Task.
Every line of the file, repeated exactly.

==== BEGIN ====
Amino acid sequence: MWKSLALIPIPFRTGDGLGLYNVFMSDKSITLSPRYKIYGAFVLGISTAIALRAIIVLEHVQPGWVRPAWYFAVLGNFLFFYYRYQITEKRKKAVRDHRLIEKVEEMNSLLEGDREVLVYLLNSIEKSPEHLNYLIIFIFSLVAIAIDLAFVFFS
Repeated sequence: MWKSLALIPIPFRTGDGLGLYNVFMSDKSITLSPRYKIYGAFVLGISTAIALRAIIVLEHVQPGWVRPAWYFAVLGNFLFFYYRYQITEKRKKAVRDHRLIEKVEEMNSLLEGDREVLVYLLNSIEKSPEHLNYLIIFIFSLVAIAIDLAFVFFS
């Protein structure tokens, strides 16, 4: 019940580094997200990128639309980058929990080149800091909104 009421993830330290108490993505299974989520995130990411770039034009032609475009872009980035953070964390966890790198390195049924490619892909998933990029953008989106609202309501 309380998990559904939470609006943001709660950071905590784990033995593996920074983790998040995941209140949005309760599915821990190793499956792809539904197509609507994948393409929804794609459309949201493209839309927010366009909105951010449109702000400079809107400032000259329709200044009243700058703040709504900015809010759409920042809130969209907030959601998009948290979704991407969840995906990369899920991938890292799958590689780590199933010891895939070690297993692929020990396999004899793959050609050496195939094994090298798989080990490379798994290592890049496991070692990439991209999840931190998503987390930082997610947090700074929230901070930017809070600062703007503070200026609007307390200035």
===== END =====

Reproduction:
Amino acid sequence: MWKSLALIPIPFRTGDGLGLYNVFMSDKSITLSPRYKIYGAFVLGISTAIALRAIIVLEHVQPGWVRPAWYFAVLGNFLFFYYRYQITEKRKKAVRDHRLIEKVEEMNSLLEGDREVLVYLLNSIEKSPEHLNYLIIFIFSLVAIAIDLAFVFFS
Repeated sequence: MWKSLALIPIPFRTGDGLGLYNVFMSDKSITLSPRYKIYGAFVLGISTAIALRAIIVLEHVQPGWVRPAWYFAVLGNFLFFYYRYQITEKRKKAVRDHRLIEKVEEMNSLLEGDREVLVYLLNSIEKSPEHLNYLIIFIFSLVAIAIDLAFVFFS
């Protein structure tokens, strides 16, 4: 019940580094997200990128639309980058929990080149800091909104 009421993830330290108490993505299974989520995130990411770039034009032609475009872009980035953070964390966890790198390195049924490619892909998933990029953008989106609202309501 309380998990559904939470609006943001709660950071905590784990033995593996920074983790998040995941209140949005309760599915821990190793499956792809539904197509609507994948393409929804794609459309949201493209839309927010366009909105951010449109702000400079809107400032000259329709200044009243700058703040709504900015809010759409920042809130969209907030959601998009948290979704991407969840995906990369899920991938890292799958590689780590199933010891895939070690297993692929020990396999004899793959050609050496195939094994090298798989080990490379798994290592890049496991070692990439991209999840931190998503987390930082997610947090700074929230901070930017809070600062703007503070200026609007307390200035």